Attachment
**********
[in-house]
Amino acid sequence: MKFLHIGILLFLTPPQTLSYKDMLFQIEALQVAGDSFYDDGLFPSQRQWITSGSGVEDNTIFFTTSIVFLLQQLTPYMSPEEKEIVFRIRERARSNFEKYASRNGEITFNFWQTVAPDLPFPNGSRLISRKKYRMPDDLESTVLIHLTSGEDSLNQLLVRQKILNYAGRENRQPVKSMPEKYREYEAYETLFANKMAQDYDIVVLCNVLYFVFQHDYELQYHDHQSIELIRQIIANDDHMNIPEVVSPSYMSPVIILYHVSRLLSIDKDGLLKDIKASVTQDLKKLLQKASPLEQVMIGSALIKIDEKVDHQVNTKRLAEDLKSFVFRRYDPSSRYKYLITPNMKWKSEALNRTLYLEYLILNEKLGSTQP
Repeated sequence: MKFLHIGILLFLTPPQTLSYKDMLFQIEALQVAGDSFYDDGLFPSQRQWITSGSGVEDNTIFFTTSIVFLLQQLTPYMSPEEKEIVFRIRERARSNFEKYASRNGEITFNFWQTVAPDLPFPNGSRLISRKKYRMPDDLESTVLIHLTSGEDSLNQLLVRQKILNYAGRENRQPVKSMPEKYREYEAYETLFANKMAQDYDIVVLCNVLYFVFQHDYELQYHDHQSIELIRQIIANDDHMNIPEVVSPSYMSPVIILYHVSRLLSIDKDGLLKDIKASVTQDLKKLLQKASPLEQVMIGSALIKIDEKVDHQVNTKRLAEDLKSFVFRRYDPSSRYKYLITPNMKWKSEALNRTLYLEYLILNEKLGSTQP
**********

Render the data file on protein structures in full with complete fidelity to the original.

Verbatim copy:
[in-house]
Amino acid sequence: MKFLHIGILLFLTPPQTLSYKDMLFQIEALQVAGDSFYDDGLFPSQRQWITSGSGVEDNTIFFTTSIVFLLQQLTPYMSPEEKEIVFRIRERARSNFEKYASRNGEITFNFWQTVAPDLPFPNGSRLISRKKYRMPDDLESTVLIHLTSGEDSLNQLLVRQKILNYAGRENRQPVKSMPEKYREYEAYETLFANKMAQDYDIVVLCNVLYFVFQHDYELQYHDHQSIELIRQIIANDDHMNIPEVVSPSYMSPVIILYHVSRLLSIDKDGLLKDIKASVTQDLKKLLQKASPLEQVMIGSALIKIDEKVDHQVNTKRLAEDLKSFVFRRYDPSSRYKYLITPNMKWKSEALNRTLYLEYLILNEKLGSTQP
Repeated sequence: MKFLHIGILLFLTPPQTLSYKDMLFQIEALQVAGDSFYDDGLFPSQRQWITSGSGVEDNTIFFTTSIVFLLQQLTPYMSPEEKEIVFRIRERARSNFEKYASRNGEITFNFWQTVAPDLPFPNGSRLISRKKYRMPDDLESTVLIHLTSGEDSLNQLLVRQKILNYAGRENRQPVKSMPEKYREYEAYETLFANKMAQDYDIVVLCNVLYFVFQHDYELQYHDHQSIELIRQIIANDDHMNIPEVVSPSYMSPVIILYHVSRLLSIDKDGLLKDIKASVTQDLKKLLQKASPLEQVMIGSALIKIDEKVDHQVNTKRLAEDLKSFVFRRYDPSSRYKYLITPNMKWKSEALNRTLYLEYLILNEKLGSTQP